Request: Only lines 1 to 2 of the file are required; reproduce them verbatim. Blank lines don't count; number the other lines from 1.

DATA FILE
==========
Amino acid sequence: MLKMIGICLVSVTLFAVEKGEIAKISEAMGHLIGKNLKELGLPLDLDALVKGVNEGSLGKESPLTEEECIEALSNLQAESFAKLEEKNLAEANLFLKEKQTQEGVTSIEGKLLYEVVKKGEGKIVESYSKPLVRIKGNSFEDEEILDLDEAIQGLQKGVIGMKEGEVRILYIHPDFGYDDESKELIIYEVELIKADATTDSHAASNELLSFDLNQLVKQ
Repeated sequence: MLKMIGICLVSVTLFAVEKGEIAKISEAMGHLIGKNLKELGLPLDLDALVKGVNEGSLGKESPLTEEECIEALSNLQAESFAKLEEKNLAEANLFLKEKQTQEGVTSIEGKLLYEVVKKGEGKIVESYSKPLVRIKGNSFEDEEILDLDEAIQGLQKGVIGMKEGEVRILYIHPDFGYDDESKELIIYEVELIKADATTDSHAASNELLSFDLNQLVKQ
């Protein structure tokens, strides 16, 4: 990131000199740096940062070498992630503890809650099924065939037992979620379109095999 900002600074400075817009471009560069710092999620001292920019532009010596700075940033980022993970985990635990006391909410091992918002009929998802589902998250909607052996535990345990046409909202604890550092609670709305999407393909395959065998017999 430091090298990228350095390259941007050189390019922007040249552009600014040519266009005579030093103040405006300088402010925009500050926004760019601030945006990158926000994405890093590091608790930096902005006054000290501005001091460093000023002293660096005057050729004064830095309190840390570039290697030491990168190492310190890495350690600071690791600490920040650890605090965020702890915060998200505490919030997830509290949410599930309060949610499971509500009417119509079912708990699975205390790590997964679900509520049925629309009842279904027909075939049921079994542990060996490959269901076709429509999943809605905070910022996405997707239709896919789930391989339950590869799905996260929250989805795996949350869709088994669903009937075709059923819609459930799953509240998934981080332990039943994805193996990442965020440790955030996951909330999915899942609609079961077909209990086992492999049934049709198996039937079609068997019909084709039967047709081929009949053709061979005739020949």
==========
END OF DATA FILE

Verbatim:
Amino acid sequence: MLKMIGICLVSVTLFAVEKGEIAKISEAMGHLIGKNLKELGLPLDLDALVKGVNEGSLGKESPLTEEECIEALSNLQAESFAKLEEKNLAEANLFLKEKQTQEGVTSIEGKLLYEVVKKGEGKIVESYSKPLVRIKGNSFEDEEILDLDEAIQGLQKGVIGMKEGEVRILYIHPDFGYDDESKELIIYEVELIKADATTDSHAASNELLSFDLNQLVKQ
Repeated sequence: MLKMIGICLVSVTLFAVEKGEIAKISEAMGHLIGKNLKELGLPLDLDALVKGVNEGSLGKESPLTEEECIEALSNLQAESFAKLEEKNLAEANLFLKEKQTQEGVTSIEGKLLYEVVKKGEGKIVESYSKPLVRIKGNSFEDEEILDLDEAIQGLQKGVIGMKEGEVRILYIHPDFGYDDESKELIIYEVELIKADATTDSHAASNELLSFDLNQLVKQ